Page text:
Jonathan Wright and Chloe Rigby outline what our research into European retailers says about the challenges of selling abroad
Retail is a tough enough business for companies operating in only one territory, let alone those seeking to expand abroad. Yet for retailers operating at scale, we would argue it’s imperative to do more than consolidate or seek to expand at home. Not only is expansion overseas a way to boost energy levels and create momentum within the company, the raw figures on potential opportunities are also hard to ignore.
According to a European B2C Ecommerce Report from Ecommerce Europe, turnover from ecommerce grew to €455.3bn in 2015. Based on an analysis of 48 countries, the report forecast this figure would grow to €660bn by 2018.
In themselves, these figures go a long way towards explaining why we launched the IREU Top500 last year. Based on new qualitative and quantitative research, we wanted to know which European retailers were performing best across the European Economic Area (EEA) plus Switzerland. In addition, we wanted to get a sense of what was happening by seeing how Europe-wide dynamics were affecting retailers in different countries.
In this context, at least for now, it’s intriguing to note that three territories constitute by far and away the most important European markets: the United Kingdom, France and Germany. Together, these three countries accounted for 61.9% of all European online turnover in 2015. They’re also the markets where we most often find examples of new techniques being introduced.
Yet if these markets are lucrative and innovative, they are also highly competitive and they don’t necessarily offer the best opportunities for growth. Belgium, a far less mature ecommerce market, grew by 34.2% in 2015, while for braver retailers, non-EEA markets such as Ukraine (35%) and Turkey (34.9%) grew faster still.
In addition to looking at the Europe-wide picture, our research – across the six Performance Dimensions of Strategy & Innovation, The Customer, Merchandising, Brand Engagement, Operations & Logistics and Mobile & Cross-channel – offers fascinating insights into which companies are performing most strongly within different areas of RetailCraft.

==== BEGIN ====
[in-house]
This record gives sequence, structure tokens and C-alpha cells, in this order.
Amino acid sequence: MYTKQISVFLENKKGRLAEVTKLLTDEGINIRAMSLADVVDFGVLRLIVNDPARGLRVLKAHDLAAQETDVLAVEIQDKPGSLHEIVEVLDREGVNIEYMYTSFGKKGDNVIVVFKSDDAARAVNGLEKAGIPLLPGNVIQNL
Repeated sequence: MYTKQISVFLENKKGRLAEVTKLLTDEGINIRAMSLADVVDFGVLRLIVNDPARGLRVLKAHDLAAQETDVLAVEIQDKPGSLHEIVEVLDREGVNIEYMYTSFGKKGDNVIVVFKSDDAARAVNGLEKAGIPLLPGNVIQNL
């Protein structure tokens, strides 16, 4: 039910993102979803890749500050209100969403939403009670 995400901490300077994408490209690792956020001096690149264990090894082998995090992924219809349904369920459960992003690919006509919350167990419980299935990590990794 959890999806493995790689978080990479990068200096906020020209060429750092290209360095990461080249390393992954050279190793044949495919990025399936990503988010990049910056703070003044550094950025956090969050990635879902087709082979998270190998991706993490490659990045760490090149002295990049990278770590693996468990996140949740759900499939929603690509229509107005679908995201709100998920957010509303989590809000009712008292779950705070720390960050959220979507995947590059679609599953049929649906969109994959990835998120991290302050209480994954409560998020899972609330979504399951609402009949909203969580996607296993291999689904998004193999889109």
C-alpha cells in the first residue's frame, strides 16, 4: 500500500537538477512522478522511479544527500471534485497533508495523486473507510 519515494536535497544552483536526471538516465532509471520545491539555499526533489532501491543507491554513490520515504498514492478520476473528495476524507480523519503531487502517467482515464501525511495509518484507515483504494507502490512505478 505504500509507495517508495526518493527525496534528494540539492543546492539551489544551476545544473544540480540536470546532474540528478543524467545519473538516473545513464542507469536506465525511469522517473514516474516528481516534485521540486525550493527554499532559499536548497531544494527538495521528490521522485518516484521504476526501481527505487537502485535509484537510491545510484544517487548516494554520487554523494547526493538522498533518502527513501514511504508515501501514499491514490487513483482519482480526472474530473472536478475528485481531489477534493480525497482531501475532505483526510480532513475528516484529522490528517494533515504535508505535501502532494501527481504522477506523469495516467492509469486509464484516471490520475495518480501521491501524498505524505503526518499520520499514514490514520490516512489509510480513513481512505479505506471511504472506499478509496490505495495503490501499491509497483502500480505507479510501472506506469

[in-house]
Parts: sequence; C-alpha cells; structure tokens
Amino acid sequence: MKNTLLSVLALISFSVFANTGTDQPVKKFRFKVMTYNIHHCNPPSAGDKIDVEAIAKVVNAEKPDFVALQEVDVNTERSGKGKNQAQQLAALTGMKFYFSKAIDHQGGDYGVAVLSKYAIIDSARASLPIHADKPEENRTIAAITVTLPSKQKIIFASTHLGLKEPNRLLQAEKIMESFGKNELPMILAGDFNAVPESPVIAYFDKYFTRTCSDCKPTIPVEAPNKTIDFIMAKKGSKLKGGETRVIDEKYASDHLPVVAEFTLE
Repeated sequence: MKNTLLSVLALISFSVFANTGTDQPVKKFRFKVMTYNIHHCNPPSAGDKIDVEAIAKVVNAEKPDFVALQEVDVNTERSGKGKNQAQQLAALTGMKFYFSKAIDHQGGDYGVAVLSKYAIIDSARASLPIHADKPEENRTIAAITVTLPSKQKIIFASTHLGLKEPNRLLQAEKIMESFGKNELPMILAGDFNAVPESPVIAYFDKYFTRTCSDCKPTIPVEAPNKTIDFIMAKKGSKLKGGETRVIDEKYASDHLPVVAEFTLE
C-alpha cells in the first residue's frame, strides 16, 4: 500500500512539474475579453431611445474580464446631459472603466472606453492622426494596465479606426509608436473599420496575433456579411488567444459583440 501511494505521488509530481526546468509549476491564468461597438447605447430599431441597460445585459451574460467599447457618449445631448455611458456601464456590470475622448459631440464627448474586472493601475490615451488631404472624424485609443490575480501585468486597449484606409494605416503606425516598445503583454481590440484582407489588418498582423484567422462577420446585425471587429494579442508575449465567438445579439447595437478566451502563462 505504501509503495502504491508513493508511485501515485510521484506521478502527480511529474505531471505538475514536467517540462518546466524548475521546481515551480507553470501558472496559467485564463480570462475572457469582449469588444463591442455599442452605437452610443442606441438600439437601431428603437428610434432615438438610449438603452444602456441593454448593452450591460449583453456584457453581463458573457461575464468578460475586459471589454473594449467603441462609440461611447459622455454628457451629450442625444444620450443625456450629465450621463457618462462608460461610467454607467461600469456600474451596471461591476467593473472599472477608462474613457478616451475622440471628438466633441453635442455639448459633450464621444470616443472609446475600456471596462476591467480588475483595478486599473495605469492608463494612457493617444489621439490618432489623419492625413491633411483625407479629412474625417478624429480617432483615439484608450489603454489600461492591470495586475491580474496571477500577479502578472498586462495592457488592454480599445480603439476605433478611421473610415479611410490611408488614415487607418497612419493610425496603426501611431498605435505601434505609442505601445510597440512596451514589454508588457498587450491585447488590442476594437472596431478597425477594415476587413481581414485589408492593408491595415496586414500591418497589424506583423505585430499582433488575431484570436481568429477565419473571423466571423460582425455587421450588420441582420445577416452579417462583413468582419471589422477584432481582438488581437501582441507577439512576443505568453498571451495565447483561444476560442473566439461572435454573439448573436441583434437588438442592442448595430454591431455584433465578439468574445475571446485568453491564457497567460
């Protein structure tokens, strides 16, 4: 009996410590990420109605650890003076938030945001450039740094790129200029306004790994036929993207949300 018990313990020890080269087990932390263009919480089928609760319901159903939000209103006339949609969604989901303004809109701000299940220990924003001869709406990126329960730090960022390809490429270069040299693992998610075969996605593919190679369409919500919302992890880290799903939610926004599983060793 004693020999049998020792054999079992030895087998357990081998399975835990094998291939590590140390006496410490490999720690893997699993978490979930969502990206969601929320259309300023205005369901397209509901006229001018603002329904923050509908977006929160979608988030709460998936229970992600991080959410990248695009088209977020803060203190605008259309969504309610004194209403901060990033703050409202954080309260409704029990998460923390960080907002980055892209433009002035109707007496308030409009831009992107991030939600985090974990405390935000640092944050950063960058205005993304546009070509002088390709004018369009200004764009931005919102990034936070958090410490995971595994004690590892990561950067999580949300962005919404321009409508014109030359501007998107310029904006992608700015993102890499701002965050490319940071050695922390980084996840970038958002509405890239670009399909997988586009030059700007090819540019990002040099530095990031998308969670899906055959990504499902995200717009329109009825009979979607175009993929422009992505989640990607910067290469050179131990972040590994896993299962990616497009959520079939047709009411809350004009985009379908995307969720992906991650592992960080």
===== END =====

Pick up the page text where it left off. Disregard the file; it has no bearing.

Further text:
This granular detail in turn offers clues as to what makes for a successful pan-European retailer. Take a company such as Czech electronics retailer Alza. In an increasingly mobile-first world, it runs dedicated iOS and Android apps in the UK, Czech Republic, Slovakia, Germany and Austria. Its pan-European Alzashop app is available in 23 EEA countries and offers product ratings, customer reviews, the ability to share products on social media and advanced searchandising through predictive search. It’s the company’s mobile expertise that’s doing much to drive its expansion, which may prove to be an especially canny strategy in an era when many emerging countries are largely skipping over what we might call the ‘awkward desktop phase’ of digital development.
Finally, we have to mention Brexit here. Theresa May’s recent speech suggested that Britain is heading out of the EEA and this will certainly impact on British retailers. Nonetheless, we would still expect British companies to look to Europe for new markets and vice versa. Aside from anything else, it becomes no easier to export to countries outside the EEA simply because Britain is no longer part of the EU.